5 Warning Signs of Narcissistic Leadership

I came across a quiz the other day that tested if you could identify if a quote was from Kanye West or Jean Ralphio Saperstein from Parks and Recreation. I only got six correct. How well can you identify narcissistic individuals? And what does that have to do with warning signs of narcissistic leadership? How does narcissistic leadership fit into The Malphurs Group’s ministry as a church consulting firm? What about it’s connection to church vision consulting in general?

In pop culture, narcissism is funny and we derive entertainment from it. In the church, not so much. Check out these five warning signs of narcissistic leadership to ensure you are being the strongest leader you can be.

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Narcissistic Leaders Exude Self-Importance

Leaders that cannot see their organization functioning without them at the helm are at risk of becoming narcissistic.

Look at Moses. Multiple books of the Bible are centered on his leadership journey, but when Deuteronomy 34 rolls around, his death gets four verses before the story turns to Joshua. Matt Chandler once said, “The man goes in the ground and the message moves on.”

The leadership of your church is its greatest asset, but also its greatest liability. The degree to which a leader sees himself or herself as self-important determines that scale. Ask yourself, “When is the last time I took the posture of a learner and received leadership coaching for myself and my staff?”

Narcissistic Leaders Act Entitled

Narcissistic leaders feel they are the exception, not the rule.

They see human resource guidelines applying to everyone else, but don’t apply to them. This warning sign of narcissistic leadership can creep in all too quickly. When everyone else is hustling on a project, they’ve got an important meeting and can’t participate. Or perhaps the narcissistic leader’s family time is protected more than the rest of the staff.

Scripture teaches that leaders should be exceptions, but not for their own gain. Biblical leaders are exceptional servants, taking the harder road even when the easier path is open to them.

Narcissistic Leaders Use Generalizations

Narcissistic leaders exaggerate to achieve their goals.

They say “always” and “never” to enhance their perspective. They use just enough facts to root their generalizations in reality. They use the shield of positional authority to shut down opinions. Generalizations can do more emotional damage to team members than almost anything a leader can use. A leader’s words are powerful, and they can be poison.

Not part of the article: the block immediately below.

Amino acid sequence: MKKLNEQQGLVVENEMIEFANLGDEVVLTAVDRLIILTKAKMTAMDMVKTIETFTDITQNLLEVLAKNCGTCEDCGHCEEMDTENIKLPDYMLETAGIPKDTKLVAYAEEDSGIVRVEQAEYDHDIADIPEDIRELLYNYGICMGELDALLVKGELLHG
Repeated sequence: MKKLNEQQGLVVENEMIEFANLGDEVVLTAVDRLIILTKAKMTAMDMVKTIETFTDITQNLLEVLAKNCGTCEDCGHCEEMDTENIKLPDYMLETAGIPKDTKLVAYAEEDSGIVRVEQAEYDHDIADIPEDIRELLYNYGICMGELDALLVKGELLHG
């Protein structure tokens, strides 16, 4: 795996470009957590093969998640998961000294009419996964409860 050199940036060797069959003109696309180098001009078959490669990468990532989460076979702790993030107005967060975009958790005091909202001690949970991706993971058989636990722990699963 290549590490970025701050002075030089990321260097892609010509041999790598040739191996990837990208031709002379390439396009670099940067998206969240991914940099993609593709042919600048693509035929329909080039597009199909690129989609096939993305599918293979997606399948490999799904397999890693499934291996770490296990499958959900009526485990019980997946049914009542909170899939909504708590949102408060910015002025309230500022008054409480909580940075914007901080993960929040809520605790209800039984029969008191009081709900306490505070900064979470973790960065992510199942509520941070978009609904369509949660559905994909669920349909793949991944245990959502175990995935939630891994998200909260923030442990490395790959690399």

Narcissistic Leaders Need Adoration

Narcissistic leaders need adoration. Everyone wants to be liked, and most people will change behavior to some degree if they believe it will make them better liked. When narcissistic leaders receive criticism, especially from staff or colleagues, they tend to react in two ways:

First, they may become defensive and reactionary. Perceived offenses are met with negativity and bullying. This won’t make the offender like them, but it might make them fear the leader–which is often feels like an acceptable substitute.

Conversely, the narcissistic leader may respond emotionally. The leader employs tears, pleas, and emotional manipulation so that the critic feels bad for speaking up. He or she will think twice about sharing the next time.

Be honest with yourself and with God. Where have you seen this sign of narcissistic leadership in your interactions with others? Identify it, ask God for forgiveness, and apologize to those you believe you may have hurt.

Narcissistic Leaders Lack Empathy

Most characteristically, narcissistic leaders lack empathy. Their chief concerns are their goals, mission, and reputation.

Narcissistic leaders are willing to sacrifice people on the altar of ego. Unfortunately, most of the time they don’t even realize that there is a trail of emotionally damaged people in their wake.

As a church leader, this is the most dangerous of the warning signs of narcissistic leadership. God has called us to love one another. When we filter our lives through the lens of ego, we become blind to the spiritual needs that demand our full attention.

Narcissism is easy to identify in others, but hard to see in ourselves. The success of our leadership, however, depends on our ability to know ourselves. So step back. Think objectively. Are you showing any of the five warning signs of narcissistic leadership?

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Not sure? Try a 360-degree evaluation with one of our coaches to get an outside perspective. Church consulting isn’t only about vision and strategy, but also honestly evaluating the pastor, staff team, and/or lay leadership in the church. Evaluate today. Put it in your leadership development plan. Your leadership may depend on it.

This post originally appeared at on Scott Ball’s website on July 24, 2015. 


Scott is pastor, blogger and speaker located in Bristol, TN. He received his bachelor’s from King University and master’s from Gordon-Conwell Seminary. He and his wife, Allison, have two small children. @scottrball | Website

Scott Ball is the Vice President and a Lead Guide with The Malphurs Group. He lives in East Tennessee with his wife and two children. (Email Scott).

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